Implementation is expected to be completed by the end of 2020
Mississauga is implementing a responsive state-of-the-art Advanced Transportation Management System (ATMS) to manage traffic on its road network.
“We are investing in the future by building a more reliable traffic control system. It will allow us to deal with the increasing traffic volumes and congestion on our roads. ATMS will enable us to actively monitor travel conditions, influence the operation of traffic signals, disseminate information and interact with other transportation modes and agencies through the use of hybrid technologies and networks,” said Mickey Frost, Director of Works, Operations and Maintenance.
The key components of the project include:
- Set up of a new advanced traffic management centre to allow real-time traffic monitoring
- Upgrade of traffic signal communications by leveraging the City’s public fibre network
- Replacement of the existing traffic control system and traffic signal controllers to the new open system architecture to accommodate advanced technology
- Implementation of intelligent transportation systems like traffic control cameras and traffic detection
- Future initiatives like adaptive traffic control, incident management and traveller information
The total cost of the project is $16.2 million and implementation is expected to be completed by the end of 2020. The City is working closely with the Region of Peel and the Ministry of Transportation (MTO) as they have traffic lights in the City.
To be added to the project mailing list contact Project Manager Soyuz.firstname.lastname@example.org
Imperial Oil recently announced the sale of their 73 acre property at 70 Mississauga Road South in Port Credit.
The Globe and Mail published a piece regarding the sale.
- Charting the Future Course: 70 Mississauga Road South Master Planning Framework (PDF – mississauga.ca)
Ontario natural gas prices are changing, but still lower than previous years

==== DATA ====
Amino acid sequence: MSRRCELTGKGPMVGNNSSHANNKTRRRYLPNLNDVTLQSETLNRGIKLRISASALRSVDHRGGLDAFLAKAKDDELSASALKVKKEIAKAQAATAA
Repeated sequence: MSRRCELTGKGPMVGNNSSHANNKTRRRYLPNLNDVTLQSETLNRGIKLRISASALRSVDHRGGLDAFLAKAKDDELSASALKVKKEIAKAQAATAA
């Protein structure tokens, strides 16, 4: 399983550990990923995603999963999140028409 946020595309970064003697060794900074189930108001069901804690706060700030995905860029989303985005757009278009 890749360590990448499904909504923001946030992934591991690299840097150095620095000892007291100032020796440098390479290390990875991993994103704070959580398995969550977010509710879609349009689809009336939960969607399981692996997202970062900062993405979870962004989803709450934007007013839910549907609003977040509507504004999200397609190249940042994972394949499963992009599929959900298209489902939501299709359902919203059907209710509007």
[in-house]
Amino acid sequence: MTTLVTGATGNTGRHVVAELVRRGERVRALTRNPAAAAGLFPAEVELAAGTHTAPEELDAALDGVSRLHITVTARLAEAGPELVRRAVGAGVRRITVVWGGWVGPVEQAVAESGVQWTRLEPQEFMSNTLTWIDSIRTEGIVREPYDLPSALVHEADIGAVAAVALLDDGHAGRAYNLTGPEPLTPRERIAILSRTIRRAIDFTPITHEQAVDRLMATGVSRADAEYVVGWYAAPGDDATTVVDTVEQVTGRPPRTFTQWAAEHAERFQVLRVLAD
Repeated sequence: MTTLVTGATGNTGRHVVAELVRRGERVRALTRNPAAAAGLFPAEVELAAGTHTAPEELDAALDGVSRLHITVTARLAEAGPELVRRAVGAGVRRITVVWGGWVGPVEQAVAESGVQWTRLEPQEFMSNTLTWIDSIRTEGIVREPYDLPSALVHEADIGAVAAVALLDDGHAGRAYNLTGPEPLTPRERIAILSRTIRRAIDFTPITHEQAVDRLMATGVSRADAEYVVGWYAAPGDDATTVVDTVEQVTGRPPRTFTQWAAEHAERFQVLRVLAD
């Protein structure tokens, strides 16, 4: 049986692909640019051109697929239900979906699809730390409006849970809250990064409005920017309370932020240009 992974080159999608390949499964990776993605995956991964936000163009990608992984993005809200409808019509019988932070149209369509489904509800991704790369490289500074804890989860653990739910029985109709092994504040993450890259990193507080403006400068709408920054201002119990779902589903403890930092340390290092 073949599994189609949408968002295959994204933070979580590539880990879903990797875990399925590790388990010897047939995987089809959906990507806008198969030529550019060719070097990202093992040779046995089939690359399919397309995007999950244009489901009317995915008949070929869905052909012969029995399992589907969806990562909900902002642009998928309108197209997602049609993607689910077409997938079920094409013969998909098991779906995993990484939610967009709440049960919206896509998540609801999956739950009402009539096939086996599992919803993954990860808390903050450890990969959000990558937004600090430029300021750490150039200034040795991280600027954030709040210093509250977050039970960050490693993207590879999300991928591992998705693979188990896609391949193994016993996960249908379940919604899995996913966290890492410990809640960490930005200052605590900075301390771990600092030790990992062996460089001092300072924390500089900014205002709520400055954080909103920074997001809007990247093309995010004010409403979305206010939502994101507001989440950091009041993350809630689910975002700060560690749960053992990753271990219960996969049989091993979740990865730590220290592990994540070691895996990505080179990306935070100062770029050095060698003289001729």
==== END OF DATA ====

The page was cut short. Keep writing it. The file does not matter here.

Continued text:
Natural gas customers across Ontario will see increases on their bills in the New Year, but overall, prices will remain lower in 2017 than they have been during recent peak periods – even when factoring in the cost of cap and trade.
The changes include the routine quarterly adjustment for the market price of the natural gas commodity – known as the Quarterly Rate Adjustment Mechanism (QRAM) – which has taken place every three months since 2001 and will impact rates for customers of Ontario’s three natural gas utilities – Enbridge, Union Gas and NRG – beginning Jan. 1, 2017.
In addition, the OEB recently granted interim rates for cap and trade and a rate adjustment for utility operations for Enbridge and Union Gas – all of which will impact customer bills in the New Year. Union Gas is also changing its rate zones to better reflect where it buys natural gas from and how it transports it to its customers.
Despite these rate adjustments and the introduction of cap and trade, overall, customers are still paying significantly less than they were at peak periods in 2009 and 2014, when natural gas costs were higher in Ontario due to factors including high market prices and unusually cold weather.
The amount of the increases to customers’ bills will vary between utilities and how much natural gas individual customers use. However, typical residential customers can expect to see their bills rise by between $4.65 and $13.54 on average per month for the year ahead. Continue reading Natural Gas Rate Changes Jan. 1, 2017